Iran disbands subcommittee, sets up ‘committee of inquiry’ into protests
Moral police abolished in Iran. Although viewers did not see women being forced to wear the veil, the dissolution was a victory for the women’s movement in Iran. In addition, there is a committee to investigate current protests – but it will not be representative.
I amIn Iran, according to the attorney general, the auxiliary police, which until now were primarily responsible for enforcing dress codes for women, has been disbanded. “The sub-committee has been disbanded, but the judiciary will continue to deal with this social challenge,” Attorney General Mohammad Zafar Montaseri said on Sunday, according to the Shark newspaper. There are no further details about the circumstances and implementation of the resolution.
Critics of the political leadership reacted cautiously to the announcement. The problem is not moral policing, but removing the headscarf requirement, wrote one Iranian activist on Twitter. “Women should go everywhere without the veil,” he demanded. This is “only the first step.”
According to observers, disbanding the deputy squad would not mean an end to mandatory veiling for women, but would represent an important partial victory for the women’s movement in Iran.
FDP Secretary General Bijan Djir-Sarai described the disbanding of the moral police as a “twisting maneuver” by the state leadership. “The regime is going to collapse and is trying to save itself with diversionary maneuvers,” Iranian-born Tzir-Sarai Funke told the media group’s newspapers. “The majority of the people knew the lies of the leadership and did not stop” – the people wanted to eliminate the Islamic Republic, the politician explained.
Commission of Inquiry to study protests
The para-police force was the catalyst for more than two months of anti-establishment protests in the country. In mid-September, Islamic Moral Guardians arrested 22-year-old Mahza Amini. A few strands of hair are said to have peeked out from beneath her veil. Amini died a few days later in the custody of the subcommittee. Since then, people in Iran have been fighting against the Islamic system and its laws and regulations.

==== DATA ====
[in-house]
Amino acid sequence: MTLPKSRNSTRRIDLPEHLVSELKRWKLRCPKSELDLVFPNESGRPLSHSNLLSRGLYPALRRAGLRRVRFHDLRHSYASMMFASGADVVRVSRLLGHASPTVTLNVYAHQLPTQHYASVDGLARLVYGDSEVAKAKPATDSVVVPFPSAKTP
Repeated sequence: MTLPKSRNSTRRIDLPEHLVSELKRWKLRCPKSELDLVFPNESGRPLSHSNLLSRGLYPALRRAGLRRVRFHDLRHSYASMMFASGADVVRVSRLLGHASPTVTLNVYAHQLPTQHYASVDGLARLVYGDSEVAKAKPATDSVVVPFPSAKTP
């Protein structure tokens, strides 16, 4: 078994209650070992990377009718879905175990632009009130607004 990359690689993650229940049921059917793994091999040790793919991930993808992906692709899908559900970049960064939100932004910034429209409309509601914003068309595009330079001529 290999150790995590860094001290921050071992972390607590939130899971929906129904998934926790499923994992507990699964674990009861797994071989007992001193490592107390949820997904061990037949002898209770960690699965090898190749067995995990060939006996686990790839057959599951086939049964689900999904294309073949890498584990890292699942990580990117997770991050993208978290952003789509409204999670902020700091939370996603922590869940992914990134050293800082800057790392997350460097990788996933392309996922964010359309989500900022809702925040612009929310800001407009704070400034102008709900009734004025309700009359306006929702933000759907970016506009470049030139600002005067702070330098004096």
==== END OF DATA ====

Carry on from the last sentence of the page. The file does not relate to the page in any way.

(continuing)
These protests should also be about: It was also announced that an inquiry committee would be set up to clarify the reasons for the protests that have been going on for more than two months in the country. However, Interior Minister Ahmad Vahidi said on Sunday that demonstrators, system critics or other political parties should not participate, the Ilna news agency reported.
The protesters had no representatives, “Plus, we were dealing with rioters and troublemakers, not demonstrators,” Vahidi said of the reasons for the exclusion of protest representatives. According to the minister, the inquiry committee “is to investigate the roots of the protests, so only concerned officials and independent lawyers will participate in the committee’s deliberations,” it said.
Since the protests broke out, many women, especially in big cities, have defied the veil requirement and Islamic dress codes. According to Islamic law, women must wear headscarves and long, loose coats to cover their hair and body shapes in public. The law has been part of the Islamic organization’s socio-political doctrine for more than 40 years, which it calls “to save the country and its people from Western cultural invasion.”
According to human rights activists, around 470 protesters, including 64 children and 60 security forces, have been killed since the protests began. Official information on this is contradictory. The Security Council talks about 200, 300 dead Revolutionary Guards commanders.
Also, thousands of students, journalists, athletes and artists have been arrested in the last two months. Some demonstrators have even been sentenced to death by revolutionary courts. More protests – and strikes, according to opposition sources – are planned across the country from Monday.
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